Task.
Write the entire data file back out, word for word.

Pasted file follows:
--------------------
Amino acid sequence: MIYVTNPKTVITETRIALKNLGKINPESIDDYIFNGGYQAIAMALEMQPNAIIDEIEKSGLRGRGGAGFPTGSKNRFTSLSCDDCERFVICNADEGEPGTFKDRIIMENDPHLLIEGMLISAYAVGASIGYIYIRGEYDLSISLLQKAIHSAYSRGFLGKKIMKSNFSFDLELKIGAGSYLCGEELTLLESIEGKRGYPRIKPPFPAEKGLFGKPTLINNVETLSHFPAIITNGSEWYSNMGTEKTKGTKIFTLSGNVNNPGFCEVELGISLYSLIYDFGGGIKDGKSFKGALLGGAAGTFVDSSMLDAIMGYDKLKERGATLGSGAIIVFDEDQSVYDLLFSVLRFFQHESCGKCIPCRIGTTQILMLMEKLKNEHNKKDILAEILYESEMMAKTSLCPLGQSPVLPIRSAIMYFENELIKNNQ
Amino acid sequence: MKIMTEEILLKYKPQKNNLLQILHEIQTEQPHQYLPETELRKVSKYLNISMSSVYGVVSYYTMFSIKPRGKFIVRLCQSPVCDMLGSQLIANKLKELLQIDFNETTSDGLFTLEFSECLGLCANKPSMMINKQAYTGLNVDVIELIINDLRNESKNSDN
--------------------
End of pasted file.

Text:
Amino acid sequence: MIYVTNPKTVITETRIALKNLGKINPESIDDYIFNGGYQAIAMALEMQPNAIIDEIEKSGLRGRGGAGFPTGSKNRFTSLSCDDCERFVICNADEGEPGTFKDRIIMENDPHLLIEGMLISAYAVGASIGYIYIRGEYDLSISLLQKAIHSAYSRGFLGKKIMKSNFSFDLELKIGAGSYLCGEELTLLESIEGKRGYPRIKPPFPAEKGLFGKPTLINNVETLSHFPAIITNGSEWYSNMGTEKTKGTKIFTLSGNVNNPGFCEVELGISLYSLIYDFGGGIKDGKSFKGALLGGAAGTFVDSSMLDAIMGYDKLKERGATLGSGAIIVFDEDQSVYDLLFSVLRFFQHESCGKCIPCRIGTTQILMLMEKLKNEHNKKDILAEILYESEMMAKTSLCPLGQSPVLPIRSAIMYFENELIKNNQ
Amino acid sequence: MKIMTEEILLKYKPQKNNLLQILHEIQTEQPHQYLPETELRKVSKYLNISMSSVYGVVSYYTMFSIKPRGKFIVRLCQSPVCDMLGSQLIANKLKELLQIDFNETTSDGLFTLEFSECLGLCANKPSMMINKQAYTGLNVDVIELIINDLRNESKNSDN